Holyrood Park is one of Edinburgh’s biggest assets.
It is home to Arthur’s Seat, hosts many public events – including a screening of Queen Elizabeth’s funeral in 2022 – and welcomes millions of people each year.
But roads through the 650 acre space are also busy routes for motorists in the capital.
These roads already close during the weekends, but a new public consultation into the park suggests they could be restricted more often, or shut all together.
However, transport experts have raised concerns that such a move, especially at a time where measures such as a low emission zone are coming into force in the capital, could only serve to move congestion to other areas of the city.
Holyrood Park is managed by Historic Environment Scotland (HES), which has launched the consultation.
Documents detailing suggestions from HES on how to optimise the space state: “Steps will be implemented to very substantially reduce, or remove all, vehicular through traffic from the park to significantly reduce conflict between users and vehicles and improve the quality of user experience in the park.”
HES ranger and visitor services Manager Martin Gray said: “There’s a number of proposals across a broad spectrum of areas across the park, the roads is one but there’s stuff around landscape, there’s stuff around facilities, there’s stuff around access in general.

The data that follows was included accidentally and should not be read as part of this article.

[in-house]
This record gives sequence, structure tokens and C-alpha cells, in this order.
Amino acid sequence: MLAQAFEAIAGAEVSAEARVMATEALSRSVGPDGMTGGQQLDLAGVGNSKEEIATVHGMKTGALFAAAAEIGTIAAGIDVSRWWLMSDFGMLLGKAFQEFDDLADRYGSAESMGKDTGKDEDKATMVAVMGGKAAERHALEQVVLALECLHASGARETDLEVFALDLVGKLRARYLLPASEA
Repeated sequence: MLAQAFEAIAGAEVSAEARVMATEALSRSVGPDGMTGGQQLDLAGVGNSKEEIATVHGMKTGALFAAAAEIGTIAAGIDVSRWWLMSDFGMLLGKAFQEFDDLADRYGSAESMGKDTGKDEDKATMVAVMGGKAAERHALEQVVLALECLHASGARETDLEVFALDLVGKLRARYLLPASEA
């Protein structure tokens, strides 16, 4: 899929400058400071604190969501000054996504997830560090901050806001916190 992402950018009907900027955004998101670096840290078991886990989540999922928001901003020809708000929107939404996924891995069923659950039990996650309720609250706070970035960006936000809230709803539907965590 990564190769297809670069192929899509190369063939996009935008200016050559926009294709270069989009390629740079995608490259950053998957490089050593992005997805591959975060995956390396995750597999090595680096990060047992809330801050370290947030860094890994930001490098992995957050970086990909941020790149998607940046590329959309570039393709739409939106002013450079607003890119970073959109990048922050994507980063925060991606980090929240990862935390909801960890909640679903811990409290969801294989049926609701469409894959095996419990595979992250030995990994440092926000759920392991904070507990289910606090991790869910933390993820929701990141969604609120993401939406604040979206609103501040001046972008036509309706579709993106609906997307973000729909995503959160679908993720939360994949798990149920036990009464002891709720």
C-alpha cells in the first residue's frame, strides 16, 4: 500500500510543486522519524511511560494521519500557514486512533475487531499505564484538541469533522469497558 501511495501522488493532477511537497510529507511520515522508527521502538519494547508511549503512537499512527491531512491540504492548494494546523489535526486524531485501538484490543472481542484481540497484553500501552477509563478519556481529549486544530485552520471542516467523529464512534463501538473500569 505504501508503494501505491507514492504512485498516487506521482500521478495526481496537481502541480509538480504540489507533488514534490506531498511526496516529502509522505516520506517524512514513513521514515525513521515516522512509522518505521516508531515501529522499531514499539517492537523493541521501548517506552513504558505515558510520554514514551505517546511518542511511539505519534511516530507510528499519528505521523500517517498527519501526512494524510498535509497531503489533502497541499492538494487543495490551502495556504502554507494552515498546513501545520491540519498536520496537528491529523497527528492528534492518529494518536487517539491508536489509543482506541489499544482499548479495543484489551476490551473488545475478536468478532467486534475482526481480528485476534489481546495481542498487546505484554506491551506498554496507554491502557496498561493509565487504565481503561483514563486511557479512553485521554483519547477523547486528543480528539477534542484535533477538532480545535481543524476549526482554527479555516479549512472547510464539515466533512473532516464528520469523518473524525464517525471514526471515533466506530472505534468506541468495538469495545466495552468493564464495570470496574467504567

“We’ve made a suggestion around the fact that we would like to see the park have less vehicles in it, and that be in the format of some further restriction on access for physical vehicles but not necessarily for other people by other means.”
This consultation is set to run until December and a full strategic plan is expected some time in 2024.
But the proposals on traffic have certainly garnered the most attention, due to the roads through the park being a popular cut-through for many motorists.
There’s concern that if these routes were to close it would cause issues as traffic is displaced, especially during rush-hour commutes.
Neil Greig, a policy advisor at the transport charity ‘IamRoadSmart’, said such a move would be “very short-sighted”.
“These are busy roads, they’re used all the time, they’re very easy access to different parts of the city, they provide options for traffic during major events for example,” he said.
“There are lots of other things they could be doing that could keep the park open and also still allow the cars to access as well.
“It’s always been difficult to drive around Edinburgh, these proposals just add to that.”
Historic Environment Scotland say they’ve had a positive response so far to the consultation and are set to hold a number of public engagement events before it closes.
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